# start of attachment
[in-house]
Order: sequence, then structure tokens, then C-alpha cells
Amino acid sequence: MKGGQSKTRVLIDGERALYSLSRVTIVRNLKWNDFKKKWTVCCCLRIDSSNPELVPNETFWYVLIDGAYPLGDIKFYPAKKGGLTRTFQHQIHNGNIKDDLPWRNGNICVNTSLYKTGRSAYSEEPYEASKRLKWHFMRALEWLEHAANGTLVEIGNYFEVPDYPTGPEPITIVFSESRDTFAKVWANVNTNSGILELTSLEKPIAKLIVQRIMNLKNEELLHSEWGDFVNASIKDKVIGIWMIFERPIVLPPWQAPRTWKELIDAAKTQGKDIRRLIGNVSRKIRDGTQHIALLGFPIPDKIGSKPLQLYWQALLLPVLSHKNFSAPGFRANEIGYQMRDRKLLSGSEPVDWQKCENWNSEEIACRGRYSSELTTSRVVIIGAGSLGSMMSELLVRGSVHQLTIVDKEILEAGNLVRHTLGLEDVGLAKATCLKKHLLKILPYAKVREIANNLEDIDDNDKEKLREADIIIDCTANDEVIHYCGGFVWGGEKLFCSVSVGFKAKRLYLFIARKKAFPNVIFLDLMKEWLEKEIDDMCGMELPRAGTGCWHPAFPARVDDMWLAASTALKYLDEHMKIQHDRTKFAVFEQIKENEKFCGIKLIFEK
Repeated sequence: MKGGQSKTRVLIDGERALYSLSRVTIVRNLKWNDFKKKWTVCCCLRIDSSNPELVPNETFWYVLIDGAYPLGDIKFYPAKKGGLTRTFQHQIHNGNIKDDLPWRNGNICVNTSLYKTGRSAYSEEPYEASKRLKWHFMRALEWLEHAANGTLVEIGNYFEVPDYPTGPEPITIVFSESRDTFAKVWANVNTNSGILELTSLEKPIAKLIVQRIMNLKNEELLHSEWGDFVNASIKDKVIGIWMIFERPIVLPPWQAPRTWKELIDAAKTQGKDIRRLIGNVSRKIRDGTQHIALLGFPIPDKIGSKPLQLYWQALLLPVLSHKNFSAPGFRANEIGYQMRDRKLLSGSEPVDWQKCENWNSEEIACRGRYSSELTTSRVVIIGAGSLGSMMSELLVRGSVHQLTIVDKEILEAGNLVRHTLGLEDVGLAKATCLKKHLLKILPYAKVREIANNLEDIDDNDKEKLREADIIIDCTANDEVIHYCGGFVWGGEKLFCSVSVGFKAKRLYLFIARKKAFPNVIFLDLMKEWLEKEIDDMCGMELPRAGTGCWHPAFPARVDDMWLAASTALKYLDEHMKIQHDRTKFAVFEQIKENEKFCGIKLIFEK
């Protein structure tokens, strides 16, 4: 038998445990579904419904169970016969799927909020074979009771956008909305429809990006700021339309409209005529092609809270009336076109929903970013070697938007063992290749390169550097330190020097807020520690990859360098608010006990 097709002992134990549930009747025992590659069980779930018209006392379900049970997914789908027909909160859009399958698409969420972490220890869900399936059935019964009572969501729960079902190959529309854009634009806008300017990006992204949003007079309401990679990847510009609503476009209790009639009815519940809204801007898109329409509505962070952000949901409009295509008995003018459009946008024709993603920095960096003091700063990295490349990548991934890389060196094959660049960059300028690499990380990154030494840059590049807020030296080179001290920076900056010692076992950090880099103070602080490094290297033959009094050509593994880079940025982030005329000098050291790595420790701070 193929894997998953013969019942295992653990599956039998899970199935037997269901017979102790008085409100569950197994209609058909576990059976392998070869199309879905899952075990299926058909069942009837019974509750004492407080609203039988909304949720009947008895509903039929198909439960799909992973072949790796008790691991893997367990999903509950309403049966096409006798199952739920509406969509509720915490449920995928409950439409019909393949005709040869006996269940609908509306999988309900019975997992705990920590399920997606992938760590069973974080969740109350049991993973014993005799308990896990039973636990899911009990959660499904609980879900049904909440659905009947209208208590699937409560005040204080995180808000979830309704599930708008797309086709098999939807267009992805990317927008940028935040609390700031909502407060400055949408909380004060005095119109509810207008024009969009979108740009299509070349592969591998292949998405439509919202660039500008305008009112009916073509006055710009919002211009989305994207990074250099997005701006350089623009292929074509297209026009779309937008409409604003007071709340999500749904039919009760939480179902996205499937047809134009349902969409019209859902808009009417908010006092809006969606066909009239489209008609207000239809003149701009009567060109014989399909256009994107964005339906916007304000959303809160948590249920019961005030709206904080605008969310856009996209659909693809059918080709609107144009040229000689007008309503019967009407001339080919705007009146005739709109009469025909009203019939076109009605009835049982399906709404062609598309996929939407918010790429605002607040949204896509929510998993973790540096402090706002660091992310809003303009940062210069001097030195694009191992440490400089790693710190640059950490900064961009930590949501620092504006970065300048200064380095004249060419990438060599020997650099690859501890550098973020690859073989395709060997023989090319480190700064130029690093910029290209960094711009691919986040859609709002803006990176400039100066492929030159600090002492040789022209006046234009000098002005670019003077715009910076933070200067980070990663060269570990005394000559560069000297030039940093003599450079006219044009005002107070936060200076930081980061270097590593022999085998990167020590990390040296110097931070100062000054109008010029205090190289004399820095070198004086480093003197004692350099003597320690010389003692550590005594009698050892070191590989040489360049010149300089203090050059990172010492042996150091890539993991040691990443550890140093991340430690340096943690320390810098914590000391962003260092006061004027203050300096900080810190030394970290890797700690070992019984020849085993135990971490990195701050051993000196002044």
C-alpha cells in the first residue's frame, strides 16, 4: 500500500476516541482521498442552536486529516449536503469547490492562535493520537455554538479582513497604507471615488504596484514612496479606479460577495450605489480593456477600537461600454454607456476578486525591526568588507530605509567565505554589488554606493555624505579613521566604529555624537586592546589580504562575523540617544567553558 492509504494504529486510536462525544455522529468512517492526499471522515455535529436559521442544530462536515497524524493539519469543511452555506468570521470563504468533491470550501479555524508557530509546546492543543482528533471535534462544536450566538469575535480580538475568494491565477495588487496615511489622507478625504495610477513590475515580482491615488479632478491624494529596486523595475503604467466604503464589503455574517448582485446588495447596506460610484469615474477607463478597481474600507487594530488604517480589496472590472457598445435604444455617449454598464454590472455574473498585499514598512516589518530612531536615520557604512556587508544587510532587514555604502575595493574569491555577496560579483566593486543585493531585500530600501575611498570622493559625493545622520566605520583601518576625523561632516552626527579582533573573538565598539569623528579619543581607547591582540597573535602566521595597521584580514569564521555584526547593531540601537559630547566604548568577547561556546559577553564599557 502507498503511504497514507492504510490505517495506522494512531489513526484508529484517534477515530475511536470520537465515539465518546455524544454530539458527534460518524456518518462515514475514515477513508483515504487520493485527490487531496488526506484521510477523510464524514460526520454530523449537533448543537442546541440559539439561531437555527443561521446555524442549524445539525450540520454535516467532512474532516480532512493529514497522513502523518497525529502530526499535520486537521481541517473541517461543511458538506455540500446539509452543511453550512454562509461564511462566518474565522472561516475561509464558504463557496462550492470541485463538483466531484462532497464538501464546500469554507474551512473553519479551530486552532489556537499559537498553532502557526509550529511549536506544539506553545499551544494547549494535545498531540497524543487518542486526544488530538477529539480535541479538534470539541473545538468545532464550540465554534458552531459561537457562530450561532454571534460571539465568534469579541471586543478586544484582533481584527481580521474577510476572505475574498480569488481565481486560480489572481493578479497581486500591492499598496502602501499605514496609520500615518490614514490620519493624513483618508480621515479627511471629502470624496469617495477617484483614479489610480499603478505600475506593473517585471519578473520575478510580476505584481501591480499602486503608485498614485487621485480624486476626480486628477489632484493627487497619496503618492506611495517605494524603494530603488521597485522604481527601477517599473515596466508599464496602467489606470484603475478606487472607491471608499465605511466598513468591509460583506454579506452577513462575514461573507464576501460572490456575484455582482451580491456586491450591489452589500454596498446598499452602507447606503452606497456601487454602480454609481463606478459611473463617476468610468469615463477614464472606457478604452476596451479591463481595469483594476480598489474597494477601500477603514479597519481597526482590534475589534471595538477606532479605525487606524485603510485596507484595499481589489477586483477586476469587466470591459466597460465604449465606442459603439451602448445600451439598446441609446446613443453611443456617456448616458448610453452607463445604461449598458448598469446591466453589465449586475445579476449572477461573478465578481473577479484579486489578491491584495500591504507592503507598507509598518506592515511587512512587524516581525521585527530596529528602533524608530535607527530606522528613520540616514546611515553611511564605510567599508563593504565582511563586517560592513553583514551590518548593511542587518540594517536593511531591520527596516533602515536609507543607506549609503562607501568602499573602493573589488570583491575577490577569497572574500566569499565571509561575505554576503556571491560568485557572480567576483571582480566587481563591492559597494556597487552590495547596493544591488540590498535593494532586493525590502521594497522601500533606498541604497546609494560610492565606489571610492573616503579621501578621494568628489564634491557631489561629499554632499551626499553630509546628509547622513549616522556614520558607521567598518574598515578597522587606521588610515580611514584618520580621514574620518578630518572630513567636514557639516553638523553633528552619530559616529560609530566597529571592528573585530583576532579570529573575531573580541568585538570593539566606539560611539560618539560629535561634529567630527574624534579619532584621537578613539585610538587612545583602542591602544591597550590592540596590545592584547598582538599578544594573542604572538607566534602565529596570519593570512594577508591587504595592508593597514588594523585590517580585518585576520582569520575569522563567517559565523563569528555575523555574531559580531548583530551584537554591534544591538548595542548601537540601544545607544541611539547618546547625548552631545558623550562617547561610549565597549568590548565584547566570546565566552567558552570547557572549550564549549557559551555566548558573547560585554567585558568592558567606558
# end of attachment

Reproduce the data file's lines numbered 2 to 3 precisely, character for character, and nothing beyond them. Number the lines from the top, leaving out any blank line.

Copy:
Order: sequence, then structure tokens, then C-alpha cells
Amino acid sequence: MKGGQSKTRVLIDGERALYSLSRVTIVRNLKWNDFKKKWTVCCCLRIDSSNPELVPNETFWYVLIDGAYPLGDIKFYPAKKGGLTRTFQHQIHNGNIKDDLPWRNGNICVNTSLYKTGRSAYSEEPYEASKRLKWHFMRALEWLEHAANGTLVEIGNYFEVPDYPTGPEPITIVFSESRDTFAKVWANVNTNSGILELTSLEKPIAKLIVQRIMNLKNEELLHSEWGDFVNASIKDKVIGIWMIFERPIVLPPWQAPRTWKELIDAAKTQGKDIRRLIGNVSRKIRDGTQHIALLGFPIPDKIGSKPLQLYWQALLLPVLSHKNFSAPGFRANEIGYQMRDRKLLSGSEPVDWQKCENWNSEEIACRGRYSSELTTSRVVIIGAGSLGSMMSELLVRGSVHQLTIVDKEILEAGNLVRHTLGLEDVGLAKATCLKKHLLKILPYAKVREIANNLEDIDDNDKEKLREADIIIDCTANDEVIHYCGGFVWGGEKLFCSVSVGFKAKRLYLFIARKKAFPNVIFLDLMKEWLEKEIDDMCGMELPRAGTGCWHPAFPARVDDMWLAASTALKYLDEHMKIQHDRTKFAVFEQIKENEKFCGIKLIFEK